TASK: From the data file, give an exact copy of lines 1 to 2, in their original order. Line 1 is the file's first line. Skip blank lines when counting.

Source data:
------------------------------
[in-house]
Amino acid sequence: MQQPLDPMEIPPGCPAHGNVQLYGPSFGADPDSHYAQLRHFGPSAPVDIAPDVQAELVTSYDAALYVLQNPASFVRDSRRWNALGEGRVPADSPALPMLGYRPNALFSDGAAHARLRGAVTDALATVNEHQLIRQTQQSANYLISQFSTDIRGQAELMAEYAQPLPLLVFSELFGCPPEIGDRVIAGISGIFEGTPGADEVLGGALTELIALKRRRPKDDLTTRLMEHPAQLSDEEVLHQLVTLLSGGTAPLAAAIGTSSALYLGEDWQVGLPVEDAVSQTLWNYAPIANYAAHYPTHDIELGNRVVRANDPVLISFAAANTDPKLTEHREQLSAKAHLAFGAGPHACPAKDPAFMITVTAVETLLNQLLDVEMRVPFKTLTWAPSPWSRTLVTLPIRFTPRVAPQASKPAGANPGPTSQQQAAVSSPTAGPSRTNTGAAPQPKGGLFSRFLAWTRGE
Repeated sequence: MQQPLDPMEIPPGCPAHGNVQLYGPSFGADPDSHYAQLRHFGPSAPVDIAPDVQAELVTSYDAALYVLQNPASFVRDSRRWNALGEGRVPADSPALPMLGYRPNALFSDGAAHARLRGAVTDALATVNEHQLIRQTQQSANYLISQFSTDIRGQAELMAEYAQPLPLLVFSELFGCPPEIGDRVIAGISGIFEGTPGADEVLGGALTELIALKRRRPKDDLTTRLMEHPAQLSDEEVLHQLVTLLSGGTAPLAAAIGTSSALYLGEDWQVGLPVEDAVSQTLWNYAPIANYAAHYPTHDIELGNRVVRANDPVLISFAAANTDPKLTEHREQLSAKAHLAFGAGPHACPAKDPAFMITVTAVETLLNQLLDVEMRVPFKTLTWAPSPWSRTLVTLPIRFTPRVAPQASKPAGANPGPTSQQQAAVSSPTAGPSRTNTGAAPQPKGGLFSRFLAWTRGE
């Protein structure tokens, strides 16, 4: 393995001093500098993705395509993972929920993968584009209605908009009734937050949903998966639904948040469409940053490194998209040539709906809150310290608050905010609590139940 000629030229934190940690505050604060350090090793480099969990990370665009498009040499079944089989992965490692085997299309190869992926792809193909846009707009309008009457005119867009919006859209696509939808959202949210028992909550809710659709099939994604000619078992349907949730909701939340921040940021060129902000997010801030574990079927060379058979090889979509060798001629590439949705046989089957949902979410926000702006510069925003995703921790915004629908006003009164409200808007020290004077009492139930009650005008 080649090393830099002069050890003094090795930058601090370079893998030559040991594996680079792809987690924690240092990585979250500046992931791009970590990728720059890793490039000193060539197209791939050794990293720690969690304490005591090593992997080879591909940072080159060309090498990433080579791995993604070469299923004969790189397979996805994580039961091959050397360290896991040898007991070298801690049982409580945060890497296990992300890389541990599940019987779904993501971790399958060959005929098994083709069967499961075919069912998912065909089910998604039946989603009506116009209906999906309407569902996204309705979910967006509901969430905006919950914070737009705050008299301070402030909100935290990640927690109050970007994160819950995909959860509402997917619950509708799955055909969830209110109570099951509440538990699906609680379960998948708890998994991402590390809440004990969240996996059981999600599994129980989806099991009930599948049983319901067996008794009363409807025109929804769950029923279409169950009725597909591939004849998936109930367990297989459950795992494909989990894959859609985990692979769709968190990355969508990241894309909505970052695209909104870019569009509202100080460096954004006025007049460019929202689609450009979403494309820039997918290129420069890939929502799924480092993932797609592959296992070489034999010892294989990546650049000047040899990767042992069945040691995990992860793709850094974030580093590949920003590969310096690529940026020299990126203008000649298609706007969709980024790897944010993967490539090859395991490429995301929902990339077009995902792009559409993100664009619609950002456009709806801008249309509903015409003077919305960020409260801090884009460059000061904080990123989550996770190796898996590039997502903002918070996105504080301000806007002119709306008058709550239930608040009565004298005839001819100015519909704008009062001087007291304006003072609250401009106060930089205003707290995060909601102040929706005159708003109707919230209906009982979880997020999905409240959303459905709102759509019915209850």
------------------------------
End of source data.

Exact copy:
[in-house]
Amino acid sequence: MQQPLDPMEIPPGCPAHGNVQLYGPSFGADPDSHYAQLRHFGPSAPVDIAPDVQAELVTSYDAALYVLQNPASFVRDSRRWNALGEGRVPADSPALPMLGYRPNALFSDGAAHARLRGAVTDALATVNEHQLIRQTQQSANYLISQFSTDIRGQAELMAEYAQPLPLLVFSELFGCPPEIGDRVIAGISGIFEGTPGADEVLGGALTELIALKRRRPKDDLTTRLMEHPAQLSDEEVLHQLVTLLSGGTAPLAAAIGTSSALYLGEDWQVGLPVEDAVSQTLWNYAPIANYAAHYPTHDIELGNRVVRANDPVLISFAAANTDPKLTEHREQLSAKAHLAFGAGPHACPAKDPAFMITVTAVETLLNQLLDVEMRVPFKTLTWAPSPWSRTLVTLPIRFTPRVAPQASKPAGANPGPTSQQQAAVSSPTAGPSRTNTGAAPQPKGGLFSRFLAWTRGE